Teardrop, by Lauren Kate

In the author's note following her novel Teardrop, Lauren Kate shares the following story: once, when she was crying, her husband reached out and swiped a tear from her cheek, blinking it into his own eye. If that's the kind of thing that strikes you as indescribably romantic, Teardrop is the book for you. If (like me) your reaction hovers somewhere between “Ew” and “...why?”, move right along.

When seventeen-year-old Eureka Boudreaux survives the freak accident that killed her mother, it leads to months of grief and a botched suicide attempt. Eureka is still a long way from accepting her new reality, but it seems the world is done waiting for her to adjust—her lifelong best friend Brooks is suddenly doing his level best to freak her out, there's a strange boy named Ander lurking around, and even her dead mother is causing problems, bequeathing Eureka a mysterious assortment of objects in her will, including a diary containing a story about a brokenhearted girl who cried an entire continent under the sea. The tale is oddly familiar—and clearly linked to her free-spirited mother's one hard-and-fast rule: Eureka must never, ever cry.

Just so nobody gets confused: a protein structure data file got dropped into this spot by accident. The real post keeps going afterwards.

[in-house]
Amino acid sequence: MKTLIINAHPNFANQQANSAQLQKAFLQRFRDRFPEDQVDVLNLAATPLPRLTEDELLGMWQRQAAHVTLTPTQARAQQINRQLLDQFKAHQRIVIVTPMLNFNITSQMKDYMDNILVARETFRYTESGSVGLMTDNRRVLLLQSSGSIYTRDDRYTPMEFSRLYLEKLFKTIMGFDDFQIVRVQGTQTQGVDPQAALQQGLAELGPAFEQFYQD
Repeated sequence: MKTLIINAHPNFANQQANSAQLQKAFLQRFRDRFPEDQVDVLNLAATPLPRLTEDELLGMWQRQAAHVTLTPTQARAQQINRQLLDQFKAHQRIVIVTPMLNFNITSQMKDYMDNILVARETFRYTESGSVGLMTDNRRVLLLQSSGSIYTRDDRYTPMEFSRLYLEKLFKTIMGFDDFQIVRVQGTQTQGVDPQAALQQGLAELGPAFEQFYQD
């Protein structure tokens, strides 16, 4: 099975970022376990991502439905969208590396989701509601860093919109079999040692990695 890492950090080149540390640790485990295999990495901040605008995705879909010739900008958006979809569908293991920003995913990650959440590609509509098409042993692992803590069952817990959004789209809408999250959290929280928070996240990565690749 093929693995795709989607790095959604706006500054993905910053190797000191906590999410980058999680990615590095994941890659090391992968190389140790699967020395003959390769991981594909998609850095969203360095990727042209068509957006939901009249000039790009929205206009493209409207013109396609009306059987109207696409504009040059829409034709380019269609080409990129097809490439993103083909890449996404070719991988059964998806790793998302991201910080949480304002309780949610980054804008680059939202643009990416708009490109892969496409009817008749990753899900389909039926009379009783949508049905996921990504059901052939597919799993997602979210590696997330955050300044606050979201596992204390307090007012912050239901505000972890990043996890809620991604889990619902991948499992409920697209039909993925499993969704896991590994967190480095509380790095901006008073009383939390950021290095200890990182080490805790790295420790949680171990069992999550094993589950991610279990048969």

I was torn between admiration for Ms. Kate's sheer ambition (she claims to have been inspired by Noah's Ark, Plato's Atlantis, and the Epic of Gilgamesh, in addition to her husband's creepy tear thing), and wincing over the incoherence of her storytelling. Eureka constantly behaves in ways that serve the plot but otherwise make no sense. She is devoted to her mother, but doesn't get noticeably upset when she discovers that her would-be boyfriend may have played a role in her death. She has palpable chemistry with both Brooks and Ander, but simply flings herself from boy to boy, depending on which one of them is behaving worse at the moment. And don't even get me started on her “gift”—I cannot imagine a more pathetic superpower than the ability to cry really, really hard.

However, I had similar problems with nearly every installment of Kate's Fallen series, and that didn't stop it from selling a zillion copies. I imagine fans of those books are likely to find this trilogy equally (inexplicably) thrilling—creepy love triangle, hapless heroine, drippy superpower, and all.

Review based on publisher-provided copy.
Posted by: Julianka


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